Meet the Iceman

Rob Kleemann is a man who wears many hats. In his role as director of the Kiwanis Ice Arena, he does everything from booking private events on the ice for birthday parties to hosting recreational hockey teams. He creates the schedule for public skating, fixes skates and does just about everything else needed to keep the popular rink running as smoothly as possible. But for kids in the area, Kleemann is most famous as the guy who drives the Zamboni.

“They’re always up at the wall watching and waving at us,” Kleemann said. “Especially on weekends.”

Kleeman figures he’s trained eight or ten other people to operate the massive, lumbering ice-smoothing vehicle, with a current rotation of six or seven people during the busy season. Kids will stare with fascination as the Zamboni rumbles out. Some hope to get the chance to drive it themselves some day. Kleemann was once one of those kids, and he began his long affiliation with the ice arena when it first opened while he was still in high school.

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“I started out when it first opened as a part-time helper,” said the Class of 2000 Saugerties High alumnus. “I worked there through college, and when I was done with college everything was blowing up and they decided they needed someone to run it. I was basically doing it at that time without the title. So they said, If you want it, it’s yours.”

Kleemann’s first Zamboni experience came at the end of his first year at the arena, when he was given the chance to take the machine for a test run at the end of the season. “I didn’t do too badly,” he said. “And the next year I got on it when we started [the season] and learned a bit more, and I’ve been driving it ever since.”

The Zamboni you’ll see on the ice today is not the one that Kleemann cut his teeth on. The current model is a much smoother beast. “We used to have one before the one we have now,” Kleemann said. “It was a lot older, from ’69. It was tired, a lot harder to run than this one. If you could run that one, you could run this one with your eyes closed.”

Kleemann described operating the Zamboni: “The best way I can describe it is that it’s like driving in a snowstorm with no brakes.”

What makes Saugerties unique?

It’s a small town, but it has a lot in it. There’s always something going on. Not many places have an ice rink. We have the mum festival and the garlic festival, and now we have the wing fling.

What is your favorite virtue?

I try and treat everybody the way I want to be treated. Treat everybody with respect and hopefully they will do the same.

What profession, other than your own, would you like to attempt?

One thing I always wanted to try, I guess, was to go into the Coast Guard. My parents have always had boats, and I’ve always been on the water. I’ve seen them out there doing their job and I’ve always thought it would be cool to do.

What are your favorite color, flower and animal?

Blue, I don’t have a favorite flower, and I guess dogs.

What do you like about this community?

It’s very friendly. Everybody knows everybody, and if you happen to need something or you have a problem, somebody is always willing to help out.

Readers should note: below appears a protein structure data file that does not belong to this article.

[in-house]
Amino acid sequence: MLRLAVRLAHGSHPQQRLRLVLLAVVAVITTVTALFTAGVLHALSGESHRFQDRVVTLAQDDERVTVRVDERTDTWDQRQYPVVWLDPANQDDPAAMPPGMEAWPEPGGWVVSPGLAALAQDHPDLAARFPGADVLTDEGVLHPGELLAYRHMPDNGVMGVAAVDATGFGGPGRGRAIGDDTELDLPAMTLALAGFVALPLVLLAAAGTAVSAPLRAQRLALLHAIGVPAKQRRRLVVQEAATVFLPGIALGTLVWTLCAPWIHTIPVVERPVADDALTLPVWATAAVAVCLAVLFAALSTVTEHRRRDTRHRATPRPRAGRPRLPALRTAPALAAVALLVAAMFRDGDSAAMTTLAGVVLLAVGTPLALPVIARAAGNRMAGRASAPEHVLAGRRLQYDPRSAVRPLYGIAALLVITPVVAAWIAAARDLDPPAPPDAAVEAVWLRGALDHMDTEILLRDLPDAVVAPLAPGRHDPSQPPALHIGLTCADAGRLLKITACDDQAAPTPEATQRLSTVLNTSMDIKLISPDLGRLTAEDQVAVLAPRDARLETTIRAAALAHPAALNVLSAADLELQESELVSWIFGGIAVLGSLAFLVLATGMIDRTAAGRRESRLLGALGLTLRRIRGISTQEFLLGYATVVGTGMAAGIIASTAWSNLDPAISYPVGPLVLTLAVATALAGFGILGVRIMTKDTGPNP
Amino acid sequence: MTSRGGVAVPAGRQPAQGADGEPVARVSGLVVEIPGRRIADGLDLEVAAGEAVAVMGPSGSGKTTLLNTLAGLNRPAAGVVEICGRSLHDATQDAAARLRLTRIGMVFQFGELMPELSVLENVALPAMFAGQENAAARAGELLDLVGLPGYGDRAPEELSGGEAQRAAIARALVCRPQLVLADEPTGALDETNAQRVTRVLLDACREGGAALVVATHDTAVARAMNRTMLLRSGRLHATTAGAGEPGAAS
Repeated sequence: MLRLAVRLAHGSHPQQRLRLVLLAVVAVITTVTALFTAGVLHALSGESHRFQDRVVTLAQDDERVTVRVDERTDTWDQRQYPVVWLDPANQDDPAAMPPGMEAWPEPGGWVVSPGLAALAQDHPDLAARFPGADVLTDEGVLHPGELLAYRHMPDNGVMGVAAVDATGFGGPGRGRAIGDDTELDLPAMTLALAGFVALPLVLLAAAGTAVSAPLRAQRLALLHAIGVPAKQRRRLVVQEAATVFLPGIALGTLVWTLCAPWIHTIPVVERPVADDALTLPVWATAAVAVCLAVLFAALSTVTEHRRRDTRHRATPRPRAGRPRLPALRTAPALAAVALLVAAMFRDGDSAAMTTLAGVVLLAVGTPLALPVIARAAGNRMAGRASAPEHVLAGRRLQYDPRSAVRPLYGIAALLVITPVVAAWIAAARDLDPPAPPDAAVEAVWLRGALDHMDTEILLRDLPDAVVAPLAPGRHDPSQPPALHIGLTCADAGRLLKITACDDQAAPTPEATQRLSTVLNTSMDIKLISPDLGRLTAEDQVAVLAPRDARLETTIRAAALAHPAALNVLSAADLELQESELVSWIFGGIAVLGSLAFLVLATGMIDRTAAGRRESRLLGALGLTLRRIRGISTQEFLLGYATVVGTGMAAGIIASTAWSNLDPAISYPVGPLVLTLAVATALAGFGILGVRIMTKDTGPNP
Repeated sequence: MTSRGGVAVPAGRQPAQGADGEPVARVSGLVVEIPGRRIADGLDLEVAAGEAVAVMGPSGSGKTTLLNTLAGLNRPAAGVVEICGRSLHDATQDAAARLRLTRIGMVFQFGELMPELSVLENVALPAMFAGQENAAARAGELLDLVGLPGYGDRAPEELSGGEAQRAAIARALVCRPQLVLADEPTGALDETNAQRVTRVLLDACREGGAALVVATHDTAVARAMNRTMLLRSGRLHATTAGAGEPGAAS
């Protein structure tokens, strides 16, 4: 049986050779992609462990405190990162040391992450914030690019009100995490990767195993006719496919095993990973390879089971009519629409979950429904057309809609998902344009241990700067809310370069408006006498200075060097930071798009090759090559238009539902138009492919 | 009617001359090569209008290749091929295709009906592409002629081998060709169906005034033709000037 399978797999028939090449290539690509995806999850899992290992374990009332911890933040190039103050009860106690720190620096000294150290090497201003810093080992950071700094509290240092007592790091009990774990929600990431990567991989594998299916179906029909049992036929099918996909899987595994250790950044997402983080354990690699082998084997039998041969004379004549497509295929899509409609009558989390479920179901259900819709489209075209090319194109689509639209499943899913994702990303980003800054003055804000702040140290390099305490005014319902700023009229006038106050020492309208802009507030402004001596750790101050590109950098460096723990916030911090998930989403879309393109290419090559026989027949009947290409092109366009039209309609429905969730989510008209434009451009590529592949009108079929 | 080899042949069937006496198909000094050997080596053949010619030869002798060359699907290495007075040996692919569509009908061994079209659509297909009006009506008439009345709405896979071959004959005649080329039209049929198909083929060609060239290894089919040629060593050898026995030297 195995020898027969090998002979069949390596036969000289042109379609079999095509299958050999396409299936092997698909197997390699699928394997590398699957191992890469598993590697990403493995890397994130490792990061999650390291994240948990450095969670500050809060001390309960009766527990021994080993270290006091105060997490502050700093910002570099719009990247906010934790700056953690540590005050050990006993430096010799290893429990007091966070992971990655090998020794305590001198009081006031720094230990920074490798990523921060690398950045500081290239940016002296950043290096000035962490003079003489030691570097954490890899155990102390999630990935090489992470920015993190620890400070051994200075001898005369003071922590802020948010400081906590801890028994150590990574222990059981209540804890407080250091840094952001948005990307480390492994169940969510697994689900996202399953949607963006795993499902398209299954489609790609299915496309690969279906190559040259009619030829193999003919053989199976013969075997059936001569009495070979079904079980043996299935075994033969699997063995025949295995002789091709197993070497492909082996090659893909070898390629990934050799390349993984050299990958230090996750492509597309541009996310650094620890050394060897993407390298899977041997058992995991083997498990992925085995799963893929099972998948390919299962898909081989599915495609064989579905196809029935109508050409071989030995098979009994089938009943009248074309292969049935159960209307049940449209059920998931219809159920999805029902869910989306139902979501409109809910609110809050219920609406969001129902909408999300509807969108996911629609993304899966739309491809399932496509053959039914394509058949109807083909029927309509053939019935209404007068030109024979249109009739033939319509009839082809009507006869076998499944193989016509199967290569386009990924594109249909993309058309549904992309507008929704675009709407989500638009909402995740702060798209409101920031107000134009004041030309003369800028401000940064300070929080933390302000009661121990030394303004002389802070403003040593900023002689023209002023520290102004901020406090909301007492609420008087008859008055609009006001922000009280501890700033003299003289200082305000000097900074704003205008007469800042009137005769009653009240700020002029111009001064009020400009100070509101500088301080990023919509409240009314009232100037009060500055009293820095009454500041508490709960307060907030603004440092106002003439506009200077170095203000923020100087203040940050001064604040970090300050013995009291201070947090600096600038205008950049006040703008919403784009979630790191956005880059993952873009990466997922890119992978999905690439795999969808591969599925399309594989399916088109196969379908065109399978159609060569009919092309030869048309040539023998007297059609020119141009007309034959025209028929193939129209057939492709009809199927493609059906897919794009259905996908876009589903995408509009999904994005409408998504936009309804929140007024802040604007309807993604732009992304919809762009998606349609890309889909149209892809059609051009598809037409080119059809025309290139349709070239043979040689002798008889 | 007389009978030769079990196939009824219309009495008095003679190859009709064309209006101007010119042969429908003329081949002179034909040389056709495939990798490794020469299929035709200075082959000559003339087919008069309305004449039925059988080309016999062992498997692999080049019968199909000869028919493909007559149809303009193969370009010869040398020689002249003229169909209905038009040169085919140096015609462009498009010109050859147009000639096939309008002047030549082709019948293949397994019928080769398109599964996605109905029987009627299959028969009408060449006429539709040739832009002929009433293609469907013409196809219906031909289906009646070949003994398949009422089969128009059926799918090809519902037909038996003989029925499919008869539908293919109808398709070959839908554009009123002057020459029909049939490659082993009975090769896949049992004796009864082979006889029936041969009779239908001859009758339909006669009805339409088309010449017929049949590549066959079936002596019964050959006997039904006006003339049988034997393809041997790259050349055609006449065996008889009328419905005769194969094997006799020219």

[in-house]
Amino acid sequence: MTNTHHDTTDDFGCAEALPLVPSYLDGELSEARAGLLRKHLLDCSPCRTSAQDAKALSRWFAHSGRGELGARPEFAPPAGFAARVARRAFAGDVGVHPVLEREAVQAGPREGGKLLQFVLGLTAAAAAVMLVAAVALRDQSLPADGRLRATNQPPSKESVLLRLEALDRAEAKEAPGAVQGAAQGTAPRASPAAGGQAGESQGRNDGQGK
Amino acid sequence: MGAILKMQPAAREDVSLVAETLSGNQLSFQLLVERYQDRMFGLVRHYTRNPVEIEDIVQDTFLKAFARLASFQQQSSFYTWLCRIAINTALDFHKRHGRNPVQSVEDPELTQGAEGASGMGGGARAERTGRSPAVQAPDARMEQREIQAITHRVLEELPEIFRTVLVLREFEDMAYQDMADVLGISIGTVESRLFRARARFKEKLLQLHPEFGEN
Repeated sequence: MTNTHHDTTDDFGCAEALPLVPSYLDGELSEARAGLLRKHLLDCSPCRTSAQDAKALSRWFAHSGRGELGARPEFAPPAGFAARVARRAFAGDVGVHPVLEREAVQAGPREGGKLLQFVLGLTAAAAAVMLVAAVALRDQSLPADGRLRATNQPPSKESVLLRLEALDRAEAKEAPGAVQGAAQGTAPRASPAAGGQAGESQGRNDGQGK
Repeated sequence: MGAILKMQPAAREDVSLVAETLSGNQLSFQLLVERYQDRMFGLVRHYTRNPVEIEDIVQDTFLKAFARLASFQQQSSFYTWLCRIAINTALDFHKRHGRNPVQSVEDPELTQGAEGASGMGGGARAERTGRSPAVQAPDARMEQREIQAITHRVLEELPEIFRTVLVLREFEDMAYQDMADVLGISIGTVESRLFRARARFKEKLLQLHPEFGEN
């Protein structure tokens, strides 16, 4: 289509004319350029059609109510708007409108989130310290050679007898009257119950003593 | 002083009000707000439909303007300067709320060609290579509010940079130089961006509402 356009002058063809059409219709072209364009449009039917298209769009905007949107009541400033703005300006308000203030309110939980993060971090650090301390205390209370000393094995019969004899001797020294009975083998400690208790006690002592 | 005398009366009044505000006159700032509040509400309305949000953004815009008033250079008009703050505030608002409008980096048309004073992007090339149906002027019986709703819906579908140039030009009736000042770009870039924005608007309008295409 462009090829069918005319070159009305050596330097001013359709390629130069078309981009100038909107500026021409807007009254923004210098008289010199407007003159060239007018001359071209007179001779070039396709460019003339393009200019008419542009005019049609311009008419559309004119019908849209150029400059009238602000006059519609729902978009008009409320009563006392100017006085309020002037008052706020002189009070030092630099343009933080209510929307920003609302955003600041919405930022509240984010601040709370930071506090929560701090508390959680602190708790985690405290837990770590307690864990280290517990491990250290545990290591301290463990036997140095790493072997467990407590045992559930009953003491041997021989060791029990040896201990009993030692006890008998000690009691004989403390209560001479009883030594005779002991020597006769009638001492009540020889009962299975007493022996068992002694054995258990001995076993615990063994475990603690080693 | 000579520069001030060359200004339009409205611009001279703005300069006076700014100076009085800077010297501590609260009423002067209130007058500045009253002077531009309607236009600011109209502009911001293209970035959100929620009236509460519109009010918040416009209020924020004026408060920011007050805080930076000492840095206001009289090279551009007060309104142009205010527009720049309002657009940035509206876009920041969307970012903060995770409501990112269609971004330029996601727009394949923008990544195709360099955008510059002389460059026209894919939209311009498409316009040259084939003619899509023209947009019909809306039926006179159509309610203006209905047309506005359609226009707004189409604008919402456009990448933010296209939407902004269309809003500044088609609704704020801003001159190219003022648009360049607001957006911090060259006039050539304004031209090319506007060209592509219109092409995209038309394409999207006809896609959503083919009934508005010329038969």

Who is the most interesting person you’ve met here?

I can’t think of his name, but I met one of the guys from The Sopranos once about five or six years ago in the summertime. It was at the San Gennaro festival at Stella’s Station and he was there. I talked to him briefly, but I didn’t want to blow him up.

What is your idea of a perfect Saturday?

If it was in the summertime, I’d say I’d be out on my boat fishing. It’s just relaxing, quiet, no phones, no internet, nothing. Just relaxing.

What qualities do you admire most in others?

Friendliness.Being nice and upfront.

What is your idea of happiness?

Having a good job, a house.All that kind of stuff.

What is your idea of misery?

The Giants not making the playoffs. I almost went to that game (the Giants lost to Washington, 23-10). I thought, “It’s too cold, I’m going to stay home and watch it.”

What talent do you wish you had been given?

I’d like to have been talented enough to be a pro athlete.

What is your main fault?

People tell me sometimes I’m too nice. I don’t know if that’s a fault.

For which fault do you have the most tolerance?

Lateness. I’m tolerant of that … to a point.

What is your favorite motto?

Time is money.

Do you have any heroes?

I’d say my dad. He helped instill my work ethic. He was a hard worker and turned me into a hard worker. He said not to expect anything, that you should work to get it yourself.

What character in history do you most dislike?

Hitler. He killed a lot of people.

What is your present state of mind?

I’d say I’m happy. I’m in the process of buying a new house.

If heaven exists, what would you like to hear Saint Peter say when he greets you?

“We’ve been expecting you.”

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    […] Meet the Iceman I can't think of his name, but I met one of the guys from The Sopranos once about five or six years ago in the summertime. It was at the San Gennaro festival at Stella's Station and he was there. I talked to him briefly, but I didn't want to blow him … Read more on Saugerties Times […]

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